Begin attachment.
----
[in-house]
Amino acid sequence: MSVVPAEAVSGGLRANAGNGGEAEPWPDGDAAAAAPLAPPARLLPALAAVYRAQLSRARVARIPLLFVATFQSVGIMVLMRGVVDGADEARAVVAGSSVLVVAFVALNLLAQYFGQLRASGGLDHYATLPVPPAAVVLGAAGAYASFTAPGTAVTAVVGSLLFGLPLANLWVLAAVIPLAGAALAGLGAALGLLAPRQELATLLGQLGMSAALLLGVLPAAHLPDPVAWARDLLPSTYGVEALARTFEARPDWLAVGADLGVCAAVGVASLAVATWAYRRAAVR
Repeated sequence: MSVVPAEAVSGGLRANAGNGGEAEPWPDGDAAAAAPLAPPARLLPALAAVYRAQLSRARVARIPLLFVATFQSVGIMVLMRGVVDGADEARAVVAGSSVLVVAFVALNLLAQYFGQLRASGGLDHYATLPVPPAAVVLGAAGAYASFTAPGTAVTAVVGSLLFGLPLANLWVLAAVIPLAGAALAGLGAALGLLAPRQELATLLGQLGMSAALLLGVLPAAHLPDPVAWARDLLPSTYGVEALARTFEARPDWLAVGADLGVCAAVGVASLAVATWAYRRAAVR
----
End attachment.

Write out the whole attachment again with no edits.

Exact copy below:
[in-house]
Amino acid sequence: MSVVPAEAVSGGLRANAGNGGEAEPWPDGDAAAAAPLAPPARLLPALAAVYRAQLSRARVARIPLLFVATFQSVGIMVLMRGVVDGADEARAVVAGSSVLVVAFVALNLLAQYFGQLRASGGLDHYATLPVPPAAVVLGAAGAYASFTAPGTAVTAVVGSLLFGLPLANLWVLAAVIPLAGAALAGLGAALGLLAPRQELATLLGQLGMSAALLLGVLPAAHLPDPVAWARDLLPSTYGVEALARTFEARPDWLAVGADLGVCAAVGVASLAVATWAYRRAAVR
Repeated sequence: MSVVPAEAVSGGLRANAGNGGEAEPWPDGDAAAAAPLAPPARLLPALAAVYRAQLSRARVARIPLLFVATFQSVGIMVLMRGVVDGADEARAVVAGSSVLVVAFVALNLLAQYFGQLRASGGLDHYATLPVPPAAVVLGAAGAYASFTAPGTAVTAVVGSLLFGLPLANLWVLAAVIPLAGAALAGLGAALGLLAPRQELATLLGQLGMSAALLLGVLPAAHLPDPVAWARDLLPSTYGVEALARTFEARPDWLAVGADLGVCAAVGVASLAVATWAYRRAAVR